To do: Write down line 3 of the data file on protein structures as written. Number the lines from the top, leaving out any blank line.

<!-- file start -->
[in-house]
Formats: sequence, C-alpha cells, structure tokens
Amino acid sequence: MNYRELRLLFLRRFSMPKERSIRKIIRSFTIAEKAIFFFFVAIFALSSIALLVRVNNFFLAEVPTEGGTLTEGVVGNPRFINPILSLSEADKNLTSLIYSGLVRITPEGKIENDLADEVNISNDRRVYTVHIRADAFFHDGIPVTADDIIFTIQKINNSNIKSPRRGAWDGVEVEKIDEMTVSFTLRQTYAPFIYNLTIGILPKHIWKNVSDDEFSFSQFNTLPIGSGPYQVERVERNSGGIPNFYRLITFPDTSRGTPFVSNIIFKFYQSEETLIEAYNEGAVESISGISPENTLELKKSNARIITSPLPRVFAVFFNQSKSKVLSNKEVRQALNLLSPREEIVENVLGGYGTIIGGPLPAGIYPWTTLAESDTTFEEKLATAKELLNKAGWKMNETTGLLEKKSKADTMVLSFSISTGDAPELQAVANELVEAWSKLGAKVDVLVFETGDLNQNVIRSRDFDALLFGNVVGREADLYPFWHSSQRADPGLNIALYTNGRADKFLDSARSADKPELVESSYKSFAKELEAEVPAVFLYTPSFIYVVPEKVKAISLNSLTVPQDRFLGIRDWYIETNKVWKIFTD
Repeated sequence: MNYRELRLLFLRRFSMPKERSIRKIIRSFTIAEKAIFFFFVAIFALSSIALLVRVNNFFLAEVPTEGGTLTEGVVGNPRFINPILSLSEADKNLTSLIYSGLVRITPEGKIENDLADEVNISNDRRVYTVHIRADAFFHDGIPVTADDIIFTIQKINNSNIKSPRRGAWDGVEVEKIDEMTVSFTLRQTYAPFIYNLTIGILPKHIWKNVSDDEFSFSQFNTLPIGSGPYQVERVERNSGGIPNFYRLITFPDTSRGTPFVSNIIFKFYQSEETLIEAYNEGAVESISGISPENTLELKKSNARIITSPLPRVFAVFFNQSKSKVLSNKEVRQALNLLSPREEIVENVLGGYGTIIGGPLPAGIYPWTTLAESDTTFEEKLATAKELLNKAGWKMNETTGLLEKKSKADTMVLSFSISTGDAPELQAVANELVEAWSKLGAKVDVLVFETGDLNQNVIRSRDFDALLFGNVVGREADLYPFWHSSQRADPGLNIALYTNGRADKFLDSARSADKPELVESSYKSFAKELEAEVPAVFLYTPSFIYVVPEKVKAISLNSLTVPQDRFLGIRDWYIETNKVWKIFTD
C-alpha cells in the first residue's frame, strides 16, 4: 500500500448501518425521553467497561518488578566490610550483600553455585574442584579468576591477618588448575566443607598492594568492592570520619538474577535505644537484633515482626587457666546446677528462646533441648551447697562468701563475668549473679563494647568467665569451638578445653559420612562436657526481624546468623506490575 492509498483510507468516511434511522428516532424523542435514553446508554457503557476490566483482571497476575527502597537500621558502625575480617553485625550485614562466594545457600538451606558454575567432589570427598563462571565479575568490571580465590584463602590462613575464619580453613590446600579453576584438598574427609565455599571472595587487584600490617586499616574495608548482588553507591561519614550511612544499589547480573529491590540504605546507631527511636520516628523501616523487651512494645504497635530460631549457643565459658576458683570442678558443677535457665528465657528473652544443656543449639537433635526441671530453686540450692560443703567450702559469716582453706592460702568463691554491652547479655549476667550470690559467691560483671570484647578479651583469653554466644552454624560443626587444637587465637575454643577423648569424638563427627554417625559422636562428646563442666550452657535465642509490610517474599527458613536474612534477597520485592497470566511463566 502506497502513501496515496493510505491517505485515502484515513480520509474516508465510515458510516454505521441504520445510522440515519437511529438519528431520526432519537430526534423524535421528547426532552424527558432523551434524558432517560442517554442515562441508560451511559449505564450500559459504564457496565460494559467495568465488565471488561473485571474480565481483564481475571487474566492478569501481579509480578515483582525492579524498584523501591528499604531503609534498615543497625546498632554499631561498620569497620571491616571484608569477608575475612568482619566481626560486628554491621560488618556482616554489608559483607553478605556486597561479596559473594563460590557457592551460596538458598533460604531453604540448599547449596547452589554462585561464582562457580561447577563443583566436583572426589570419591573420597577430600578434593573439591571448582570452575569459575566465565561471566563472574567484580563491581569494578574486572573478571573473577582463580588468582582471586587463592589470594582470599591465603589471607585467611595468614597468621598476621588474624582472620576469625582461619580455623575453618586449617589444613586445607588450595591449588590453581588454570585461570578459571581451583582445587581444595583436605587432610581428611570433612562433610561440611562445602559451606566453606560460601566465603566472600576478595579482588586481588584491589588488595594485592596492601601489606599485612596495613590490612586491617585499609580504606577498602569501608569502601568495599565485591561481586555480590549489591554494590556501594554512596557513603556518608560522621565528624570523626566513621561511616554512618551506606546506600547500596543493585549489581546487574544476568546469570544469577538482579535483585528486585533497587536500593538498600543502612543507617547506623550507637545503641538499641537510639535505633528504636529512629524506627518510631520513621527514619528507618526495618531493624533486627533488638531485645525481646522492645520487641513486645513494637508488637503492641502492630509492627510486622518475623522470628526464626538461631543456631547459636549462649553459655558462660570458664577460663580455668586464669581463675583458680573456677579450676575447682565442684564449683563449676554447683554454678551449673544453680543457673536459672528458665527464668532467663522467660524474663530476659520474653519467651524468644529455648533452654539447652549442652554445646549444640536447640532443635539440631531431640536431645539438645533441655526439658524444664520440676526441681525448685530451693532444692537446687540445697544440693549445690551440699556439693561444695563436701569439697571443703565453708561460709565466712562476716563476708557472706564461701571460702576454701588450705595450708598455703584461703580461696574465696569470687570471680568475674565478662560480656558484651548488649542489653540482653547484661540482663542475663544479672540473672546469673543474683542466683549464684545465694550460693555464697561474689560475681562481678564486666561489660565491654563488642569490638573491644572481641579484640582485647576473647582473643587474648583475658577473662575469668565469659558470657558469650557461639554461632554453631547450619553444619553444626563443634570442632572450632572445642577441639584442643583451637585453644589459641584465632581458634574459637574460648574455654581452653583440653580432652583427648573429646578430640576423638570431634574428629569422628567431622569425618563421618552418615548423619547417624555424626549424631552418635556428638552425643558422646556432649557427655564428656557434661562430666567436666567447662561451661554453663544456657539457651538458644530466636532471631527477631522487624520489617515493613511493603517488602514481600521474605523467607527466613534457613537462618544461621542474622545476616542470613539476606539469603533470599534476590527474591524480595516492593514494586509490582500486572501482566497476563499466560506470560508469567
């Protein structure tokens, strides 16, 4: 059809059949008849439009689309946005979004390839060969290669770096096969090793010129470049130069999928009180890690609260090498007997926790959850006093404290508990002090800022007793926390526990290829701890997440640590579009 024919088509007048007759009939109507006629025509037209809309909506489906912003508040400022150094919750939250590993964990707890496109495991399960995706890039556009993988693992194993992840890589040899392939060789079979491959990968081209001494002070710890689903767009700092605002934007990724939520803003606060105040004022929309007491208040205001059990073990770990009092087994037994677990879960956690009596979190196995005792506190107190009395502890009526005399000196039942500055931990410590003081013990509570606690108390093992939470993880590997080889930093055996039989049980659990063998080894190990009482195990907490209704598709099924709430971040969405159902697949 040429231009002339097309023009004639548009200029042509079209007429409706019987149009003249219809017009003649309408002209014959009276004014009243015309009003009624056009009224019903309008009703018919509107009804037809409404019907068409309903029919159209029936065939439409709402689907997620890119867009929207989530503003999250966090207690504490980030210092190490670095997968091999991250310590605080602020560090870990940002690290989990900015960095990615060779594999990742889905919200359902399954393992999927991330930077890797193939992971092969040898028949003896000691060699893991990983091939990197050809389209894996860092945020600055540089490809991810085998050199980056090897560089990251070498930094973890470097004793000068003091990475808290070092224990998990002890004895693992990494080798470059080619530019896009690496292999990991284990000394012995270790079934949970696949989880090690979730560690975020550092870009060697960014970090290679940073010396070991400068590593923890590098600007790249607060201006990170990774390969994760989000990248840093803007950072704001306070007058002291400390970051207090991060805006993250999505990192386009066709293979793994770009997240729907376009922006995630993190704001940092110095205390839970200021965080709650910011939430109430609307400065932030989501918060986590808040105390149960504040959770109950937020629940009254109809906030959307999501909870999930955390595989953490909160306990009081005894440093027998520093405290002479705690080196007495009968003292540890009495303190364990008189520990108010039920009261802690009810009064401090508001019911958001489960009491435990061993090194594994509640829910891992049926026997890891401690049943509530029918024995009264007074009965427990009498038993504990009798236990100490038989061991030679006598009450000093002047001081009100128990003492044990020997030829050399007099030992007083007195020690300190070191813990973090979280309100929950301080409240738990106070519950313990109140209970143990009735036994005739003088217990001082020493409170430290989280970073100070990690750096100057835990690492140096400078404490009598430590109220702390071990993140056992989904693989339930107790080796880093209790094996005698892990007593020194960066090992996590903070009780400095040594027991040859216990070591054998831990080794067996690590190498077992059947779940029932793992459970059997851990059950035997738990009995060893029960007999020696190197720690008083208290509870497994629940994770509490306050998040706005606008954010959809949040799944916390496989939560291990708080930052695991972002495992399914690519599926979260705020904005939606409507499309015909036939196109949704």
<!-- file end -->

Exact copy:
Amino acid sequence: MNYRELRLLFLRRFSMPKERSIRKIIRSFTIAEKAIFFFFVAIFALSSIALLVRVNNFFLAEVPTEGGTLTEGVVGNPRFINPILSLSEADKNLTSLIYSGLVRITPEGKIENDLADEVNISNDRRVYTVHIRADAFFHDGIPVTADDIIFTIQKINNSNIKSPRRGAWDGVEVEKIDEMTVSFTLRQTYAPFIYNLTIGILPKHIWKNVSDDEFSFSQFNTLPIGSGPYQVERVERNSGGIPNFYRLITFPDTSRGTPFVSNIIFKFYQSEETLIEAYNEGAVESISGISPENTLELKKSNARIITSPLPRVFAVFFNQSKSKVLSNKEVRQALNLLSPREEIVENVLGGYGTIIGGPLPAGIYPWTTLAESDTTFEEKLATAKELLNKAGWKMNETTGLLEKKSKADTMVLSFSISTGDAPELQAVANELVEAWSKLGAKVDVLVFETGDLNQNVIRSRDFDALLFGNVVGREADLYPFWHSSQRADPGLNIALYTNGRADKFLDSARSADKPELVESSYKSFAKELEAEVPAVFLYTPSFIYVVPEKVKAISLNSLTVPQDRFLGIRDWYIETNKVWKIFTD